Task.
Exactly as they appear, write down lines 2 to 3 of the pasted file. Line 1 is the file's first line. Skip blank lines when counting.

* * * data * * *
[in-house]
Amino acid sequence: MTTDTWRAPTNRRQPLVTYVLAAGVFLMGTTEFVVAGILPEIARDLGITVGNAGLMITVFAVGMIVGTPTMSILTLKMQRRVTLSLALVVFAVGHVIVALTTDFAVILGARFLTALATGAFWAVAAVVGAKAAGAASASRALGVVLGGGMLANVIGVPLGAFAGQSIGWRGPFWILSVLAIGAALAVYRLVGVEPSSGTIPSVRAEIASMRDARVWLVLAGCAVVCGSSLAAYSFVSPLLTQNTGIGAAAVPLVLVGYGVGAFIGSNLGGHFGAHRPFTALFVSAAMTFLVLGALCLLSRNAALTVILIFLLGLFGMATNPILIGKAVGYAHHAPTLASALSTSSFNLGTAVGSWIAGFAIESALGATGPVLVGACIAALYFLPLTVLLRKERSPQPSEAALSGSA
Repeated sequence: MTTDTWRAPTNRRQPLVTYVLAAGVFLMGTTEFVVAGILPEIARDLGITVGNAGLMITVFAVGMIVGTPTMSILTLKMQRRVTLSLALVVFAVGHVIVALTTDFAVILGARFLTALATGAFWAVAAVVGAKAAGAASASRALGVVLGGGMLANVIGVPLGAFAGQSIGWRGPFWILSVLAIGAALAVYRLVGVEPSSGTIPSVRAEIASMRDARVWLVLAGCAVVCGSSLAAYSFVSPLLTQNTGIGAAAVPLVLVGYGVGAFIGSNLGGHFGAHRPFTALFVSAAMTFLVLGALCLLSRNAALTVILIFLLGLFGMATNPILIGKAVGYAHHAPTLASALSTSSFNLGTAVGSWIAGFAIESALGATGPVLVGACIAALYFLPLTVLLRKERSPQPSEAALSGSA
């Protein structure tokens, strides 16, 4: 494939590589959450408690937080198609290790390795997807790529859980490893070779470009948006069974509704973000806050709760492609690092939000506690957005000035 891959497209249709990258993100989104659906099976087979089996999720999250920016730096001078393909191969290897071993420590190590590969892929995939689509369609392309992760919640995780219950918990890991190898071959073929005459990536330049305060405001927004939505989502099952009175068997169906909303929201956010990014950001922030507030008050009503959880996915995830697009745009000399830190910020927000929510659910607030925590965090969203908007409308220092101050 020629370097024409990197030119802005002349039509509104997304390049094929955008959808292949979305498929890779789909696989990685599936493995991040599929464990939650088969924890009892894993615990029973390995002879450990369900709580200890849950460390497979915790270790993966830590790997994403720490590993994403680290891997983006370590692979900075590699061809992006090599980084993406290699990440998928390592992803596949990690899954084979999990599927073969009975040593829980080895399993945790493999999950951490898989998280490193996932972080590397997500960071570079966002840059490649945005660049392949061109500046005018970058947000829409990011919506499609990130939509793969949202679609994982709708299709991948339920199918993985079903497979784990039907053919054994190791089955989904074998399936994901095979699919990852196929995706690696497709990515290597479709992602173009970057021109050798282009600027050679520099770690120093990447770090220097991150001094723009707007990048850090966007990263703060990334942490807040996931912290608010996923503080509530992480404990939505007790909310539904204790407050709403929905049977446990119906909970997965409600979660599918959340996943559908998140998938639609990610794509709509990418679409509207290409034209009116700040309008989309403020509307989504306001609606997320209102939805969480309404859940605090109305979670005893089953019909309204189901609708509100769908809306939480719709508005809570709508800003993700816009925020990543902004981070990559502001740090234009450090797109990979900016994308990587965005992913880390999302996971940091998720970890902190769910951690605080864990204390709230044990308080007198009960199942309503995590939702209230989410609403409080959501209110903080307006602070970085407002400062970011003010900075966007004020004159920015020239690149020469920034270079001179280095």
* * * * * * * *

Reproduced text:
Amino acid sequence: MTTDTWRAPTNRRQPLVTYVLAAGVFLMGTTEFVVAGILPEIARDLGITVGNAGLMITVFAVGMIVGTPTMSILTLKMQRRVTLSLALVVFAVGHVIVALTTDFAVILGARFLTALATGAFWAVAAVVGAKAAGAASASRALGVVLGGGMLANVIGVPLGAFAGQSIGWRGPFWILSVLAIGAALAVYRLVGVEPSSGTIPSVRAEIASMRDARVWLVLAGCAVVCGSSLAAYSFVSPLLTQNTGIGAAAVPLVLVGYGVGAFIGSNLGGHFGAHRPFTALFVSAAMTFLVLGALCLLSRNAALTVILIFLLGLFGMATNPILIGKAVGYAHHAPTLASALSTSSFNLGTAVGSWIAGFAIESALGATGPVLVGACIAALYFLPLTVLLRKERSPQPSEAALSGSA
Repeated sequence: MTTDTWRAPTNRRQPLVTYVLAAGVFLMGTTEFVVAGILPEIARDLGITVGNAGLMITVFAVGMIVGTPTMSILTLKMQRRVTLSLALVVFAVGHVIVALTTDFAVILGARFLTALATGAFWAVAAVVGAKAAGAASASRALGVVLGGGMLANVIGVPLGAFAGQSIGWRGPFWILSVLAIGAALAVYRLVGVEPSSGTIPSVRAEIASMRDARVWLVLAGCAVVCGSSLAAYSFVSPLLTQNTGIGAAAVPLVLVGYGVGAFIGSNLGGHFGAHRPFTALFVSAAMTFLVLGALCLLSRNAALTVILIFLLGLFGMATNPILIGKAVGYAHHAPTLASALSTSSFNLGTAVGSWIAGFAIESALGATGPVLVGACIAALYFLPLTVLLRKERSPQPSEAALSGSA